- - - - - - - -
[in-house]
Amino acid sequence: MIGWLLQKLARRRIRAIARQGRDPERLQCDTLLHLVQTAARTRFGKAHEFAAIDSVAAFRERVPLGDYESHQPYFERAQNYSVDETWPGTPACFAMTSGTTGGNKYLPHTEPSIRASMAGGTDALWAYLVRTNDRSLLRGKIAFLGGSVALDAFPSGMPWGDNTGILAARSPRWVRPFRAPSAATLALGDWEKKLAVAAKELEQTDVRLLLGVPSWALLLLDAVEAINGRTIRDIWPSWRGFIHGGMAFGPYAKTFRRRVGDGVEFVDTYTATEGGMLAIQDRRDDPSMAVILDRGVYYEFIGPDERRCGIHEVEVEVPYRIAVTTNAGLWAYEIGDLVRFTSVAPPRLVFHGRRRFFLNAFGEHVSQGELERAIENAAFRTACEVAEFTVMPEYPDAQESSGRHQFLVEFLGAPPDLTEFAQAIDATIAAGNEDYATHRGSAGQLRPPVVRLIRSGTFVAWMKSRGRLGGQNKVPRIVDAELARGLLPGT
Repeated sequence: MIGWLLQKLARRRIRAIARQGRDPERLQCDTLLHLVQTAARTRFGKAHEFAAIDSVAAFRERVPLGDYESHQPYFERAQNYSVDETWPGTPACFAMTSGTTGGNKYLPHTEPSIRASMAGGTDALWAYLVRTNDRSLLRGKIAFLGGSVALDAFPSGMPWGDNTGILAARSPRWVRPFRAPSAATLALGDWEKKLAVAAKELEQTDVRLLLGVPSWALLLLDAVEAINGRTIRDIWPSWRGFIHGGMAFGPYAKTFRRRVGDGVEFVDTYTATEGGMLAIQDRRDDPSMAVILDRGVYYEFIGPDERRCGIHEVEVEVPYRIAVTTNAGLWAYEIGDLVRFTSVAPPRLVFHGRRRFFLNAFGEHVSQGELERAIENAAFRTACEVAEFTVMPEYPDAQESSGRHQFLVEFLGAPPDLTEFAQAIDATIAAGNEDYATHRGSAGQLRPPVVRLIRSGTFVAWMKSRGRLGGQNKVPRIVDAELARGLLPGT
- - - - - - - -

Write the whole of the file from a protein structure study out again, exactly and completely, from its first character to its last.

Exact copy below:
[in-house]
Amino acid sequence: MIGWLLQKLARRRIRAIARQGRDPERLQCDTLLHLVQTAARTRFGKAHEFAAIDSVAAFRERVPLGDYESHQPYFERAQNYSVDETWPGTPACFAMTSGTTGGNKYLPHTEPSIRASMAGGTDALWAYLVRTNDRSLLRGKIAFLGGSVALDAFPSGMPWGDNTGILAARSPRWVRPFRAPSAATLALGDWEKKLAVAAKELEQTDVRLLLGVPSWALLLLDAVEAINGRTIRDIWPSWRGFIHGGMAFGPYAKTFRRRVGDGVEFVDTYTATEGGMLAIQDRRDDPSMAVILDRGVYYEFIGPDERRCGIHEVEVEVPYRIAVTTNAGLWAYEIGDLVRFTSVAPPRLVFHGRRRFFLNAFGEHVSQGELERAIENAAFRTACEVAEFTVMPEYPDAQESSGRHQFLVEFLGAPPDLTEFAQAIDATIAAGNEDYATHRGSAGQLRPPVVRLIRSGTFVAWMKSRGRLGGQNKVPRIVDAELARGLLPGT
Repeated sequence: MIGWLLQKLARRRIRAIARQGRDPERLQCDTLLHLVQTAARTRFGKAHEFAAIDSVAAFRERVPLGDYESHQPYFERAQNYSVDETWPGTPACFAMTSGTTGGNKYLPHTEPSIRASMAGGTDALWAYLVRTNDRSLLRGKIAFLGGSVALDAFPSGMPWGDNTGILAARSPRWVRPFRAPSAATLALGDWEKKLAVAAKELEQTDVRLLLGVPSWALLLLDAVEAINGRTIRDIWPSWRGFIHGGMAFGPYAKTFRRRVGDGVEFVDTYTATEGGMLAIQDRRDDPSMAVILDRGVYYEFIGPDERRCGIHEVEVEVPYRIAVTTNAGLWAYEIGDLVRFTSVAPPRLVFHGRRRFFLNAFGEHVSQGELERAIENAAFRTACEVAEFTVMPEYPDAQESSGRHQFLVEFLGAPPDLTEFAQAIDATIAAGNEDYATHRGSAGQLRPPVVRLIRSGTFVAWMKSRGRLGGQNKVPRIVDAELARGLLPGT